The term “pheromone” has been derived from Greek, Pherein and Horman that refer to “transfer” and “to excite” respectively (Mostafa et al., 2012). Pheromones are found all living beings on the globe that are a primitive form of communication. They exist in the form of chemical molecules having specific behavior to produce hormonal changes. Pheromones in animals and insects have been reported long time back that facilitate to sense food and mating (Mostafa et al., 2012). Pheromones and their role in the human sexual physiology for same or opposite sex were discovered later on in third decade of 20th century. The “aphrodisiacs” are associated with pheromones because they are regarded as sexual stimulants and have a significant role in human reproduction (Semwal et al., 2013). This paper delineates the types of pheromones and its role in human sex and reproduction.
Semwal et al. (2013) reported that pheromones exist in the form of small and volatile organic molecules used for communication in humans and animals. The studies reveal that female moths had the ability to excite and attract the male moths without sighting and hearing. The female can feel odor of male with the help of very sensitive antennae present in pheromones (Semwal et al., 2013; Thornhill and Gangestad, 1999)
Based on function and nature pheromones are classified as primer pheromones, Releaser pheromones, signaler pheromones and modulator pheromone. Primer pheromones produce a long-term change in behavior that activate the menstrual cycle while releaser pheromones generate sexual attraction for a short time. Signaler pheromones generate chemical signals that provide information regarding odor of the sex, genetic odor print and so forth. Modulator pheromone influence different neuropsychological characteristics that affect the mood as well as alter and synchronize the functions of the human body (Mostafa et al., 2012; Semwal et al., 2013).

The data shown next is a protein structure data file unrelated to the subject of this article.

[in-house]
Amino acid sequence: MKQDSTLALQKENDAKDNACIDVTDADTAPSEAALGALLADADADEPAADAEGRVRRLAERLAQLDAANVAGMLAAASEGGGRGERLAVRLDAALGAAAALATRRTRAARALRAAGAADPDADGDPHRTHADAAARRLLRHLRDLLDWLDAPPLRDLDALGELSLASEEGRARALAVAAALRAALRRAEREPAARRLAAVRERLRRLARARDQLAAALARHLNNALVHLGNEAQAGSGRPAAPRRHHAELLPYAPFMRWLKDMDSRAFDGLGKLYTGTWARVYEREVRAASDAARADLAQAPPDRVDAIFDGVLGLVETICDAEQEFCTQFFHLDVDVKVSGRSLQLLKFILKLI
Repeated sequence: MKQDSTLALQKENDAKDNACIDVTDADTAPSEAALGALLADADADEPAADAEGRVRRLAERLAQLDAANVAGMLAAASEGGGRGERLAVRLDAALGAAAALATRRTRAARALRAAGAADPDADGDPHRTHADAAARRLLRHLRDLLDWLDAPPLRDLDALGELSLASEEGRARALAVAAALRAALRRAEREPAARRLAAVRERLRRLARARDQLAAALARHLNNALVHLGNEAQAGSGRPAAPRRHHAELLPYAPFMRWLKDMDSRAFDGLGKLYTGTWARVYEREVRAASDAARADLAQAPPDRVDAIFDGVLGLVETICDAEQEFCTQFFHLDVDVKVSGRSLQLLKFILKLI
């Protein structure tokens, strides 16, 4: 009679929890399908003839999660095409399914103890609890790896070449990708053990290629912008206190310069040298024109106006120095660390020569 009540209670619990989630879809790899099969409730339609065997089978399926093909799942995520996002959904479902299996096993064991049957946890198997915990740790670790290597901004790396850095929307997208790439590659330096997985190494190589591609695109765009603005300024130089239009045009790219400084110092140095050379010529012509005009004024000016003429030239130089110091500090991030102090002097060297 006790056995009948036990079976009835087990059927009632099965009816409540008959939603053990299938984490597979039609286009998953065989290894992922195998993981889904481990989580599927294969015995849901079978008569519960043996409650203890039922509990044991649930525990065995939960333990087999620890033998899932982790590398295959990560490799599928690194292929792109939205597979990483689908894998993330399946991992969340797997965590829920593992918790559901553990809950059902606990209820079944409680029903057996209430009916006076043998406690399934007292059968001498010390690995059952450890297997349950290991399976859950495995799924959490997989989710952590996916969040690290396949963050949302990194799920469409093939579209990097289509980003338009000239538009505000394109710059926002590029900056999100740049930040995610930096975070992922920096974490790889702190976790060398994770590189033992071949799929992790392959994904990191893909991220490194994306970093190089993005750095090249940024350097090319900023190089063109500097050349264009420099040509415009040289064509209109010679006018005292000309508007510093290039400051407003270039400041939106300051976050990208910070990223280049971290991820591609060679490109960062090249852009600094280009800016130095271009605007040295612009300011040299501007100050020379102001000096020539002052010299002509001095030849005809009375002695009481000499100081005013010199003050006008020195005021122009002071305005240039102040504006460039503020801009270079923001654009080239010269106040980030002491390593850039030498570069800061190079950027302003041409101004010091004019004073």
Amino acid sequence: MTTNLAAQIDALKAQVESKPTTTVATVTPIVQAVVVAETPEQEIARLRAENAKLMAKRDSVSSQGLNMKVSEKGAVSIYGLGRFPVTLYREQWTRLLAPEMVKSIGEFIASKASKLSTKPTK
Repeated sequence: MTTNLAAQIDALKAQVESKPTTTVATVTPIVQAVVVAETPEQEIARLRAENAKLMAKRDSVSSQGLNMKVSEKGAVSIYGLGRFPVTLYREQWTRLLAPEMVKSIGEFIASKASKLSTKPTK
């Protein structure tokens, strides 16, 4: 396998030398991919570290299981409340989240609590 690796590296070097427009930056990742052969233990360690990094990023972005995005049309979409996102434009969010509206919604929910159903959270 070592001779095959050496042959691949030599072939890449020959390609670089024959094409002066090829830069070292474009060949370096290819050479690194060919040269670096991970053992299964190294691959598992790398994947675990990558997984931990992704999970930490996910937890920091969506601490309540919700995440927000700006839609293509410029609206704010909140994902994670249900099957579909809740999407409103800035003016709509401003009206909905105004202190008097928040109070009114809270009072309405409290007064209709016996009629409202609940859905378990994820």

These types of pheromones also perform different controlling functions including opposite sex attraction and same-sex repellents, and menstrual cycle. They also activate specific regions of the brain that affect social behavior, regulate ovulation, and control physiological characteristics such as the amount/or level of serum present in testosterone, follicle stimulating and luteinizing hormone. A number of human pheromones have been discovered, and their function varies from eliciting the sexual desire to synchronizing menstrual cycles. The main human pheromones include 5α-Androstenone, 3 β-Androstenol, Androstadienone. Androsterone, Copulins, and Estratetraenol (Mostafa et al., 2012; Semwal et al., 2013).
The feeling of smell is imperative for an arousal system, and humans have the ability to store odor retentions and can generate odor preferences or repulsions. Many studies reported that olfactory signals induce emotional responses without perceiving an olfactory stimulus. This may be due to olfactory receptors that send projections to the neocortex for processing as well as to the limbic system for emotional processing. (deCatanzaro, 2015; Mostafa et al., 2012; Thornhill and Gangestad, 1999). Mostafa et al., 2012 mentioned that apocrine glands and body hair develop simultaneously during adolescence that is associated with sexual development. In addition, these non-functional structures hold bonding with the olfactory system. Wyart et al. (2007) also mentioned that the smell of androstadienone of male sweat maintains higher levels of cortisol in females. Hence, it can influence the endocrine balance of the opposite sex.
The pheromones are mainly produced by the glands present in the skin that develop during adolescence. In fact, they are associated with sweat glands and hairs. These glands are located on the body surface including underarms, nipples of both sexes, genital regions, the outer surface of ears, lips and eyelids. The underarms, nipples, genital regions and the outer surface of ears contain varying amounts of hairs. The sufficient area of hairs in this region spread the smell due evaporation process (deCatanzaro, 2015; Mostafa et al., 2012).
In conclusion, the role of pheromones in human reproduction is very important. Its stimulation is especially associated with smell or odor that exhibits in female dominantly. In addition, the sexual desire of females enhance during the time of fertility.
deCatanzaro, D. 2015. Sex steroids as pheromones in mammals: The exceptional role of estradiol. Hormones and Behavior. 68:103-116
Mostafa, T., Khouly, G., Hassan, A. 2012. Pheromones in sex and reproduction: Do they have a role in humans? Journal of Advanced Research.3 (1): 1-9.
Semwal, A., Kumar, R., Teotia, U., Singh, R. 2013. Pheromones and their role as aphrodisiacs: A review. Journal of Acute Disease. 2(4): 253-261.
Thornhill, R., Gangestad, S. 1999. The Scent of Symmetry A Human Sex Pheromone that Signals Fitness? Evolution and Human Behavior. 20(3):175-201.
Wyart, C., Webster, W., Chen, J., Wilson, S., McClary, A., Khan, R.,Sobel, N. 2007. Smelling a Single Component of Male Sweat Alters Levels of Cortisol in Women. Journal of Neuroscience. 27(6):1261-1265.